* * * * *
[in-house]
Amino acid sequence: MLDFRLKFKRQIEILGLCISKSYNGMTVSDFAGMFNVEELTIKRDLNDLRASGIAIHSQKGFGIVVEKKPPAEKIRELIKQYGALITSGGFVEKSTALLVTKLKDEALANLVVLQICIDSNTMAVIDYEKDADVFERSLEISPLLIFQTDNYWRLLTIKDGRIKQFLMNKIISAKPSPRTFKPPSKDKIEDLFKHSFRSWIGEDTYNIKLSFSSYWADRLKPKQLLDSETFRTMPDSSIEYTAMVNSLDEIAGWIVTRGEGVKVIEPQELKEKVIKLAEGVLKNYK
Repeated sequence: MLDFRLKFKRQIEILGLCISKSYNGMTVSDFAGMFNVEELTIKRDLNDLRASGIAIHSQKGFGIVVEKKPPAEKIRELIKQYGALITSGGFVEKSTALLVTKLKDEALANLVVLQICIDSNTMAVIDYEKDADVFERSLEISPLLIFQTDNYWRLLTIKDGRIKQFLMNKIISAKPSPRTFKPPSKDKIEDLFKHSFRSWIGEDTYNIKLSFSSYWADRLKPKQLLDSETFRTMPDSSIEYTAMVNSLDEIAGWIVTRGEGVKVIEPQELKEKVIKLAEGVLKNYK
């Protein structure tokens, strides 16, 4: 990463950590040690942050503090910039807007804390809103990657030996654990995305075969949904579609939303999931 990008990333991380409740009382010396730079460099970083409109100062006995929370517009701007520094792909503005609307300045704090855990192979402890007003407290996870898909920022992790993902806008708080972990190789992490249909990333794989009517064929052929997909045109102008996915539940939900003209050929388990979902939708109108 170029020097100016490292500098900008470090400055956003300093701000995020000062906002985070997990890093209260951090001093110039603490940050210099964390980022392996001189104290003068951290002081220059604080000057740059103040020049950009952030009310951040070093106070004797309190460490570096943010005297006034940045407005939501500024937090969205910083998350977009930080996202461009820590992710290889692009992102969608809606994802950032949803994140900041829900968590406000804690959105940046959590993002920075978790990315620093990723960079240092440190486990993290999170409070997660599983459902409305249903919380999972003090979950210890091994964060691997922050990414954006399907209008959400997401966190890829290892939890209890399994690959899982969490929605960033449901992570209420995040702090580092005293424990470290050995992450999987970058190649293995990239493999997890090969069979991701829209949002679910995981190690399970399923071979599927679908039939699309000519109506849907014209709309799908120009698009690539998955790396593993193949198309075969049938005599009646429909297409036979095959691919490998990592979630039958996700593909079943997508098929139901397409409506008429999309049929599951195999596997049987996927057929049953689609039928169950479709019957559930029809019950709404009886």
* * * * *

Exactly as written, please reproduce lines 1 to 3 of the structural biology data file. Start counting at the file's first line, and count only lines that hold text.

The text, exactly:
[in-house]
Amino acid sequence: MLDFRLKFKRQIEILGLCISKSYNGMTVSDFAGMFNVEELTIKRDLNDLRASGIAIHSQKGFGIVVEKKPPAEKIRELIKQYGALITSGGFVEKSTALLVTKLKDEALANLVVLQICIDSNTMAVIDYEKDADVFERSLEISPLLIFQTDNYWRLLTIKDGRIKQFLMNKIISAKPSPRTFKPPSKDKIEDLFKHSFRSWIGEDTYNIKLSFSSYWADRLKPKQLLDSETFRTMPDSSIEYTAMVNSLDEIAGWIVTRGEGVKVIEPQELKEKVIKLAEGVLKNYK
Repeated sequence: MLDFRLKFKRQIEILGLCISKSYNGMTVSDFAGMFNVEELTIKRDLNDLRASGIAIHSQKGFGIVVEKKPPAEKIRELIKQYGALITSGGFVEKSTALLVTKLKDEALANLVVLQICIDSNTMAVIDYEKDADVFERSLEISPLLIFQTDNYWRLLTIKDGRIKQFLMNKIISAKPSPRTFKPPSKDKIEDLFKHSFRSWIGEDTYNIKLSFSSYWADRLKPKQLLDSETFRTMPDSSIEYTAMVNSLDEIAGWIVTRGEGVKVIEPQELKEKVIKLAEGVLKNYK